Federal Perkins Loans
"Federal Perkins Loans" submitted by SchoolGrantsfor Editorial Team and last updated on Monday 9th January 2012
These loans are made at a very low interest rate out and are given only to the student. Students are responsible for making payments after they student graduates, leave school, or drop below half-time status. No interest accrues while the student is in school at least half-time. Once the repayment period begins the student has up to ten years to repay the loan. The money for these loans comes from the federal government and administered by the college financial aid office.
Federal Perkins loans are great! How do you get one? Well, that in a moment. Here are the stats. The Perkins Loan carries a 5% fixed interest rate and repayment doesn't begin until 9 months after the student graduates or drops below half-time attendance (6 credit hours). Once in repayment, the standard term is 120 months.
So, how do I get a Perkins Loan? The school you attend is allocated funding for the Perkins Loan by the government who leaves it up to the school to determines your eligibility. Eligibility for Perkins is determined as a part of constructing your financial aid award letter. The maximum loan you may receive is $3,000. Schools generally reserve Perkins funding for those students with the most financial need. However, typically, Perkins loans are more commonly given in the $1,000 to $1,500 range.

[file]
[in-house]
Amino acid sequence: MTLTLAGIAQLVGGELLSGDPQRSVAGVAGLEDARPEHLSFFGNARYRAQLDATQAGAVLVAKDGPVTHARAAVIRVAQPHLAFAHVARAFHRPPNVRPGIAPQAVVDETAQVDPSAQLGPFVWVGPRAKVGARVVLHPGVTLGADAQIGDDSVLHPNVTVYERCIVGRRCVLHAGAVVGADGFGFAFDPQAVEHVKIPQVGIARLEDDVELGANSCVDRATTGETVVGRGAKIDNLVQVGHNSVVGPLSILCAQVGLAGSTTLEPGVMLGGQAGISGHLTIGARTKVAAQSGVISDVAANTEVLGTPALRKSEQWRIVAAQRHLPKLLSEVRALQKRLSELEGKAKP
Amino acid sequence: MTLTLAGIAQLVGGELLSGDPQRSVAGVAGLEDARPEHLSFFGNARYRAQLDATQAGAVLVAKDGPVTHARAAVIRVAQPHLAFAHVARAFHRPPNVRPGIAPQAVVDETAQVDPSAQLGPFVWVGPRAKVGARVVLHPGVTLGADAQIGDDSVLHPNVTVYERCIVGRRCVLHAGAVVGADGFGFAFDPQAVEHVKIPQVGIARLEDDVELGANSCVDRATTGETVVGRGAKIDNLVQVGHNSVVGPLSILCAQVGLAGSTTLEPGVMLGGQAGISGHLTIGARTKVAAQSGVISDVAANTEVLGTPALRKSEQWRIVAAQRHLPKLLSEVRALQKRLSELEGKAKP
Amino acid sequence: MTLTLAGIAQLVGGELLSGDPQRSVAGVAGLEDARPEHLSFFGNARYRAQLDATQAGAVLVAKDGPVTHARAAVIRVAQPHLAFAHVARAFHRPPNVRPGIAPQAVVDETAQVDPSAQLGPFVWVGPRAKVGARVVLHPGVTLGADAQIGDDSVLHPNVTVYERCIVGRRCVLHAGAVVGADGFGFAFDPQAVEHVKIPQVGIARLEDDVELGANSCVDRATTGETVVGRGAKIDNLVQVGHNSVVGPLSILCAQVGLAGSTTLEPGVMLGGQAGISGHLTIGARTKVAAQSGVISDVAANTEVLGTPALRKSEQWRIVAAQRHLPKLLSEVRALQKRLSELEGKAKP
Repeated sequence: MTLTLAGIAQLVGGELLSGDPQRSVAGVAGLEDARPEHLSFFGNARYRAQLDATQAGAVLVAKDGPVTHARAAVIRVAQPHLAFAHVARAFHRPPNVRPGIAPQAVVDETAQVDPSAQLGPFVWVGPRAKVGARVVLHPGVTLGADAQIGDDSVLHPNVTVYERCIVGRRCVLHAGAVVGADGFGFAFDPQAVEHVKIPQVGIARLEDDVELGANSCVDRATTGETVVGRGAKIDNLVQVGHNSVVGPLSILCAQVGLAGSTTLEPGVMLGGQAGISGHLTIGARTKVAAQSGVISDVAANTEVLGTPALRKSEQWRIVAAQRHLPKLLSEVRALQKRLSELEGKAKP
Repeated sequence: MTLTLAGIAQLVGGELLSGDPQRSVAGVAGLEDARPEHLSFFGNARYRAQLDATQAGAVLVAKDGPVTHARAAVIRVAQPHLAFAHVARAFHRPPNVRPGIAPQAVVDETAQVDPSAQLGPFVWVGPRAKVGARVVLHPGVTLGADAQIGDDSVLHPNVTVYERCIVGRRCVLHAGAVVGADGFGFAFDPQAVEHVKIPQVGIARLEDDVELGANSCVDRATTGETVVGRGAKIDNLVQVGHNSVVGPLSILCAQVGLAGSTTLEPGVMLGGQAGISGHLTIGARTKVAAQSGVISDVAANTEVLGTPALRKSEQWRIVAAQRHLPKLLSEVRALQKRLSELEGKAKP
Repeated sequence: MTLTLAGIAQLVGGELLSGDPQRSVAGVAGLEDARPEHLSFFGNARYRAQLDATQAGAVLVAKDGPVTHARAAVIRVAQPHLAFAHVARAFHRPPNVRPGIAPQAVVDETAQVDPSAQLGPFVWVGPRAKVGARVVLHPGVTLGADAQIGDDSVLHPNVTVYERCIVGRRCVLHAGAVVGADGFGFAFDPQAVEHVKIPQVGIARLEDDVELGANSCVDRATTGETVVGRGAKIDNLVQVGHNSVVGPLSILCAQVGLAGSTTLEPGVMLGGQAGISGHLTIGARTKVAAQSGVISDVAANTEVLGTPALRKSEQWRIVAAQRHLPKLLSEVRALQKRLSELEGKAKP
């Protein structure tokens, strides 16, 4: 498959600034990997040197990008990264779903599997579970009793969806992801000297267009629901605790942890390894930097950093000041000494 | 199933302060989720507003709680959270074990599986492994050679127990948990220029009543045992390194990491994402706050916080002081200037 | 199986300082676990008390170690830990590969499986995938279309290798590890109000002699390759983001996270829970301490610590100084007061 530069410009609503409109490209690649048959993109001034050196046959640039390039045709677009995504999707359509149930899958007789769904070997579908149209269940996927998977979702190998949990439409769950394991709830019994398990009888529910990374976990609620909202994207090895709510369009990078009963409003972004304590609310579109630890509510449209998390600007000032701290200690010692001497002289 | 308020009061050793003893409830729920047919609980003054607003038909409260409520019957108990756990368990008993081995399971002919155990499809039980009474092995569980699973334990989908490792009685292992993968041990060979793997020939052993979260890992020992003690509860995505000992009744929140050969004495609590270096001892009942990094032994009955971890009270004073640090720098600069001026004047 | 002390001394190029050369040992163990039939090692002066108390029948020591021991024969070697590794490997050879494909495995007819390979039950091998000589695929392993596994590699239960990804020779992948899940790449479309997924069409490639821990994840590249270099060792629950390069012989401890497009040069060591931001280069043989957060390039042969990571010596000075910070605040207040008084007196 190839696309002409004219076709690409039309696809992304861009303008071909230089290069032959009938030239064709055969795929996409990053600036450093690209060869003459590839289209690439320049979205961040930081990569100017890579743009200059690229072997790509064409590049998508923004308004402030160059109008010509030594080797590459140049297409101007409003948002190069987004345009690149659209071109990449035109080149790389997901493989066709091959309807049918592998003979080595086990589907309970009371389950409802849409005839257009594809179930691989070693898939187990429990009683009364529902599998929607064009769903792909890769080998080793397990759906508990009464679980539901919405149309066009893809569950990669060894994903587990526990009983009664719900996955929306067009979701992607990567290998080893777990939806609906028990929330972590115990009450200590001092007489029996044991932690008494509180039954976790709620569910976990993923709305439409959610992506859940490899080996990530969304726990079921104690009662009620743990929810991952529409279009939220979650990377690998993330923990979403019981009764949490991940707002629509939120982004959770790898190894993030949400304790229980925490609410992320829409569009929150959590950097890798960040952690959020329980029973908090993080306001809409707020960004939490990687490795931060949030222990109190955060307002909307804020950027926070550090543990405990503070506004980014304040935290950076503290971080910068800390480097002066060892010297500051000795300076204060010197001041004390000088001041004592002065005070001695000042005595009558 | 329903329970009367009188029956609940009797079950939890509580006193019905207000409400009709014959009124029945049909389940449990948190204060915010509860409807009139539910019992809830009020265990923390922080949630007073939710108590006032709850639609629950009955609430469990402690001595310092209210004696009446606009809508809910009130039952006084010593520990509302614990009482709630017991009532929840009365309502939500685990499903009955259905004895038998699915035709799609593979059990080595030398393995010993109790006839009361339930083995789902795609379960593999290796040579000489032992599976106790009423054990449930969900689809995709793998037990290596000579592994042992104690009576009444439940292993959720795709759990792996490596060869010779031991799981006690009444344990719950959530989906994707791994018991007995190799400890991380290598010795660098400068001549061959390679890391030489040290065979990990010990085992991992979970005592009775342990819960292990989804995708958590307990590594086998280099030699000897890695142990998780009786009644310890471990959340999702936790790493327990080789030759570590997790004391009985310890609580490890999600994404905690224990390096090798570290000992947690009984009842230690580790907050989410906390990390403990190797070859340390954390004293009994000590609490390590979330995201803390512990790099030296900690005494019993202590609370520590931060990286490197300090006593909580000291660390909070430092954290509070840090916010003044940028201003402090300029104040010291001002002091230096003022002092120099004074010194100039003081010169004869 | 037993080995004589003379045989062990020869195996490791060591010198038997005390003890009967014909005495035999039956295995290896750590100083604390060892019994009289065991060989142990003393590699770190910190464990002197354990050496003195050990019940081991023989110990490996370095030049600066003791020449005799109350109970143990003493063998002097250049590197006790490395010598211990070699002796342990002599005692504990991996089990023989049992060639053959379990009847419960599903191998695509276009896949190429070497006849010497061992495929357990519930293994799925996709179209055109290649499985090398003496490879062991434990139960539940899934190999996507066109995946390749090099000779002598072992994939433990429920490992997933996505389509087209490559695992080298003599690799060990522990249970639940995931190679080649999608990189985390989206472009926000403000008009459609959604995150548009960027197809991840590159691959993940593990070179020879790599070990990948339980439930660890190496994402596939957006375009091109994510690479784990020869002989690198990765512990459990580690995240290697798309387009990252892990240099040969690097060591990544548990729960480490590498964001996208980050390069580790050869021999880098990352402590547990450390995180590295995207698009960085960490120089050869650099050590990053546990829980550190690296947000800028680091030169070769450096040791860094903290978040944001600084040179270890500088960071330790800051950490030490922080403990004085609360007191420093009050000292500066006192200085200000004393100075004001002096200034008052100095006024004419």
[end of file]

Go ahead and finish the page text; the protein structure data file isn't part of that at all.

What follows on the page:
Many schools give Perkins for the first two years of study to augment your ability to borrow. This is because the maximum Stafford loan a student can take as a freshman is $2,625 and, as a sophomore, $3,500. Perkins funding can be renewed through the junior and senior years of study (in fact some graduate students may receive Perkins), but due to the limited availability of funding for this program, it is not likely for a student to receive it after the sophomore year. It isn't all bad, though because in the junior and senior years, the maximum Stafford loan jumps to $5,500.